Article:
Do you ever find yourself defining life by before and after the deep hurt?
The horrific season. The conversation that stunned us. The shocking day of discovery. The divorce. The wrongful death so unfathomable we still can’t believe they are gone. The breakup. The day your friend walked away. The hateful conversation. The remark that seems to now be branded on our soul. The day everything changed.
That marked moment in time. Life before. Life now. Is it even possible to move on from something like this? Is it even possible to create a life that’s beautiful again?
I deeply understand this kind of defining devastation in such a personal way. I also know how Christmas can magnify all of that pain.
People who are no longer a part of our lives are missing from holiday traditions. Ornaments and photographs that should bring joy stir up feelings of bitterness and grief instead. Memories that were once sweet now only serve to widen the chasm between what was and what is.
So, what are we supposed to do with all of these mementos and memories? Do we go through our homes and throw everything out? Is it even possible to enjoy a season that’s supposed to be full of joy and cheer?
A few years ago when my marriage imploded, I didn’t think I had a say-so in keeping memories that were precious to me. I thought my marriage was over; therefore, my life had to be edited both going forward and backward. I went through the entire house and removed all pictures of “us.” I packed up some of my most favorite family mementos. I tried to untangle my life from anything that reminded me of what once was, because, well, because I didn’t know what else to do.
But completely sterilizing my life from the physical presence of reminders didn’t remove the pain. And while I’m so grateful our marriage took an unexpected turn towards reconciliation, I have not been spared the slow and grueling work of finding one’s way again after experiencing something that forever marks your life. I still have days when I break down and cry.
I imagine you have those days too. And if no one has ever told you how sorry they are for all that has happened to you, I will.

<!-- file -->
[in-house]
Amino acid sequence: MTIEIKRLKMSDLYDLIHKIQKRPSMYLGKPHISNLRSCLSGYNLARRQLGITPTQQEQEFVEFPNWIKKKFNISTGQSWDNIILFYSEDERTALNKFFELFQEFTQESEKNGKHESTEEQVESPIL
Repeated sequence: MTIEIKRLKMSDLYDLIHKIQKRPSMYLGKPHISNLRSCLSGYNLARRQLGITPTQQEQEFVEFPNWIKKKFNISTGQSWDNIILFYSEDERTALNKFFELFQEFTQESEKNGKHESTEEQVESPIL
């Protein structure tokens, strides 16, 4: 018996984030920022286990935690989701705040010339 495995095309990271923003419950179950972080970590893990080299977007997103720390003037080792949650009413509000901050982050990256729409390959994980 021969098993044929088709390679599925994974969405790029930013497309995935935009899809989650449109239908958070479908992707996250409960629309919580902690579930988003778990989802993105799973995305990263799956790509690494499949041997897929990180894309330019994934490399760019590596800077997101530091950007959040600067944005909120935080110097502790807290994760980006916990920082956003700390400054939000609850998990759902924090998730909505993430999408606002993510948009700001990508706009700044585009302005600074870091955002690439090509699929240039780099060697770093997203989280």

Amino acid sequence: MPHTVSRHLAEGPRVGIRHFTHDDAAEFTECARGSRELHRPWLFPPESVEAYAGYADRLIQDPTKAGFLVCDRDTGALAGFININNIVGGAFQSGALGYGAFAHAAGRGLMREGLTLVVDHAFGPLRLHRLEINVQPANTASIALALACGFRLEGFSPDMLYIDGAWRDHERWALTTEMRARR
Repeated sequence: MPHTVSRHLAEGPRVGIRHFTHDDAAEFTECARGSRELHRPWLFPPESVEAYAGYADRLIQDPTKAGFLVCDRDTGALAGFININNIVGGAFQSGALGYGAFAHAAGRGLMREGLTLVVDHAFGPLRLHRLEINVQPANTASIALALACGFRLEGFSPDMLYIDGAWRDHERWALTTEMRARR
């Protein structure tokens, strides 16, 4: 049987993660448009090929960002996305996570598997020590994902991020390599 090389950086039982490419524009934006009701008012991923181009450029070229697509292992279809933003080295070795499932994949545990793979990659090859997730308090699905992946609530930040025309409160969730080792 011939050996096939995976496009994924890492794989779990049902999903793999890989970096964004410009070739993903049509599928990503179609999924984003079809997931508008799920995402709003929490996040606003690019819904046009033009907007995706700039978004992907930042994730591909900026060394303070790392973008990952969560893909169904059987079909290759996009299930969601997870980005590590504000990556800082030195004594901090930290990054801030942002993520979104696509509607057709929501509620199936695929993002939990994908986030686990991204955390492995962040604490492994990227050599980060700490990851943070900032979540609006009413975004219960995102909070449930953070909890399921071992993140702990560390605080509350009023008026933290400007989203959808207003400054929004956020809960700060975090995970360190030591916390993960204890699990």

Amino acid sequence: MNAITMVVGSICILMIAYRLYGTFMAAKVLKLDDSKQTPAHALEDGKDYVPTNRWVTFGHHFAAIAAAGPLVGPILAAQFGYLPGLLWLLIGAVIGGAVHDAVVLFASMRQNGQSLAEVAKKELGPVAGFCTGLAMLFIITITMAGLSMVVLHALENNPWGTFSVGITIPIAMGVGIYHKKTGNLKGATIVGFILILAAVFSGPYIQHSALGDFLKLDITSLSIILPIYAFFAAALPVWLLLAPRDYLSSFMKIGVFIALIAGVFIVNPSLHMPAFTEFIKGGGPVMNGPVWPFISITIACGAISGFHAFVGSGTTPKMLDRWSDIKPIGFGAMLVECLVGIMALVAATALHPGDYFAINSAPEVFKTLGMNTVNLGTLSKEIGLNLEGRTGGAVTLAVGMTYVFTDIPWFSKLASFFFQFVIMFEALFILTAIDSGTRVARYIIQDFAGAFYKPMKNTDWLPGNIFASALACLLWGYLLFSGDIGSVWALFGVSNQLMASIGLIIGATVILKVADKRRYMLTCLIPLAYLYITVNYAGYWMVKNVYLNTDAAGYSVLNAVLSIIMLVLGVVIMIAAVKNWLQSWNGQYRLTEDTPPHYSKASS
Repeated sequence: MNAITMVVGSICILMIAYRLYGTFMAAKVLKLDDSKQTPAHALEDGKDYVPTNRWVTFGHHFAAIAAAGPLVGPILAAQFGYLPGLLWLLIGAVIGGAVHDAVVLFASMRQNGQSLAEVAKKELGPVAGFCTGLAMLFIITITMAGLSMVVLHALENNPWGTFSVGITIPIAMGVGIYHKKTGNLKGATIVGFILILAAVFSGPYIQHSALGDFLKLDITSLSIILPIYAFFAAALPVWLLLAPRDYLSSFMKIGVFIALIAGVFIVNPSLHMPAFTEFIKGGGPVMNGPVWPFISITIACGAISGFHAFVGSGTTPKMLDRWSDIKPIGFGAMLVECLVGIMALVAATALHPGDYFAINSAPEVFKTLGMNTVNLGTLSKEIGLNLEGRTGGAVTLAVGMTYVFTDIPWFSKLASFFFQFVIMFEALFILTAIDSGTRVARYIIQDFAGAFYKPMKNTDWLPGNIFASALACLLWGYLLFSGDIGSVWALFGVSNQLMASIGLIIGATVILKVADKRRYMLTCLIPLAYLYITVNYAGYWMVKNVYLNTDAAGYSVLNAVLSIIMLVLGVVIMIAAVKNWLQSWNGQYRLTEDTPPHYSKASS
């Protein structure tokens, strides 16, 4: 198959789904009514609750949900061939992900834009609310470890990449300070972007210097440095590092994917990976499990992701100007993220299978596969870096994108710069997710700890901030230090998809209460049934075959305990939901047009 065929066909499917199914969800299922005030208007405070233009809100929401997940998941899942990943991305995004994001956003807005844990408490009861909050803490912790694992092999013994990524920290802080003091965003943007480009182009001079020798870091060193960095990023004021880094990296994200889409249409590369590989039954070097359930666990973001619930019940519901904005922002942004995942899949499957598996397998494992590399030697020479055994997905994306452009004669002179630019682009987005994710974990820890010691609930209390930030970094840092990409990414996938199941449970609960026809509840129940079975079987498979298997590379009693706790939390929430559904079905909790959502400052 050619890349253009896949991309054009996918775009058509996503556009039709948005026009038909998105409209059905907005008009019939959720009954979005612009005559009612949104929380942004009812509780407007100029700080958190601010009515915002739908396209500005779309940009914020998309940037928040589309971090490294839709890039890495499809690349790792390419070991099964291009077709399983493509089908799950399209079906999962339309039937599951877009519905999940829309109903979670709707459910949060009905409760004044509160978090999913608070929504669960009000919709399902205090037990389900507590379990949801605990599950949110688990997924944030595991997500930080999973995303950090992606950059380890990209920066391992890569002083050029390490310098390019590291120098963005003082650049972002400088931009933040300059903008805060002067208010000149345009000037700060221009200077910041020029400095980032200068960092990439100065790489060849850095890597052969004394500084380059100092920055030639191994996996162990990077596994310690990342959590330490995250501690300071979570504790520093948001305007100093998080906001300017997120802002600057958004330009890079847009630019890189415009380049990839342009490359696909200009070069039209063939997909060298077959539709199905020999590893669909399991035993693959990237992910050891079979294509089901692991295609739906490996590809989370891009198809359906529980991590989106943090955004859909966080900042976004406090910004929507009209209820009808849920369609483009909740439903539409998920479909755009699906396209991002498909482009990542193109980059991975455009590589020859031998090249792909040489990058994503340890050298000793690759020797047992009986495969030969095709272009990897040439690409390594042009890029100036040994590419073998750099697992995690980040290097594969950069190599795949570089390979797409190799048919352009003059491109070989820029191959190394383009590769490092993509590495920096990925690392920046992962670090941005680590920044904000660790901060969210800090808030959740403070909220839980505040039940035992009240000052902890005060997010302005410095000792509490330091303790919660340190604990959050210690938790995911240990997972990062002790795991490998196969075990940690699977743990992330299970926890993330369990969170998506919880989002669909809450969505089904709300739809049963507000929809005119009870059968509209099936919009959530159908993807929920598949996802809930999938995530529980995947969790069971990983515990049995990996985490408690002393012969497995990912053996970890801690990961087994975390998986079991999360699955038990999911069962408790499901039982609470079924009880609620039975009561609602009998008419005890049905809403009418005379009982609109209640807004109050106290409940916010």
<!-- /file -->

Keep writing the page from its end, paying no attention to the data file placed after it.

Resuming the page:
But, friend, can I whisper something I’m learning?
Staying here, blaming them, and forever defining your life by what they did will only increase the pain. Worse, it will keep projecting out onto others. The more our pain consumes us, the more it will control us. And sadly, it’s those who least deserve to be hurt whom our unresolved pain will hurt the most.
That person or people—they’ve caused enough pain for you, for me, and for those around us. There’s been enough damage done. They’ve taken enough. You don’t have to hand over what was precious and priceless to you and deem all the memories as hurtful. You get to decide how you’ll move forward.
We can’t edit reality to try and force healing. We can’t fake our way into being okay with what happened. But we can decide that the ones who hurt us don’t get to decide what we do with our memories. Our lives can be a graceful combination of beautiful and painful. We don’t have to put either definitive label on what once was. It can be both-and.
Maybe that’s part of what’s hard about moving on: the letting go. But what if it’s possible to let go of what we must but still carry with us what is beautiful and meaningful and true to us? And maybe this less-severe version of moving on is what will ease us to a place of forgiveness. There’s been enough trauma. So, because I don’t want anything else ripped or stripped away, I need to decide what stays and what goes.
This is what I need. This is what I want.
I want to look at my wedding album with joy again, even though an affair would be an eventual horrific reality for us. That day was still real and beautiful and completely worth treasuring.
I want to remember that vacation we took that we all loved without zeroing in on the fact that it’s also when I didn’t know what was going on. We were still making incredible memories full of laughter, sharing inside jokes, crazy competitive games, silly dances, and long dinner conversations. It was real and it was lovely. And I’m not willing to deny what I authentically experienced.
I want to look at that Christmas card we sent—with all of us dressed up and smiling—and not cringe, feeling like a fool or a fake. The family closeness we captured that day was real and so precious and completely true to me.
I want this for you too. However this translates within the context of your pain, those pictures, those memories, those times of togetherness . . . if they were a joy to you, they are yours to keep.
Other memories that are excruciatingly painful are yours to release. And those that are a tangle of both are yours to sort out into piles of keep and toss.
I know this isn’t easy, sweet friend. But let’s ask the Lord to help us stop giving pain permission to rewrite all of our memories. And let’s decide today that we don’t want to let pain ruin our future either.
Identify what’s stealing trust and vulnerability from your relationships so you can believe there is still good ahead with Lysa TerKeurst’s new book, Forgiving What You Can’t Forget. Find out more at ForgivingWhatYouCantForget.com.
Lysa TerKeurst is president of Proverbs 31 Ministries and the #1 New York Times’ bestselling author of Seeing Beautiful Again: 50 Devotions to Find Redemption in Every Part of Your Story and Forgiving What You Can’t Forget and It’s Not Supposed to Be This. She writes from her gray farm table and lives with her family in North Carolina. Connect with her at www.LysaTerKeurst.com or on social media @LysaTerKeurst.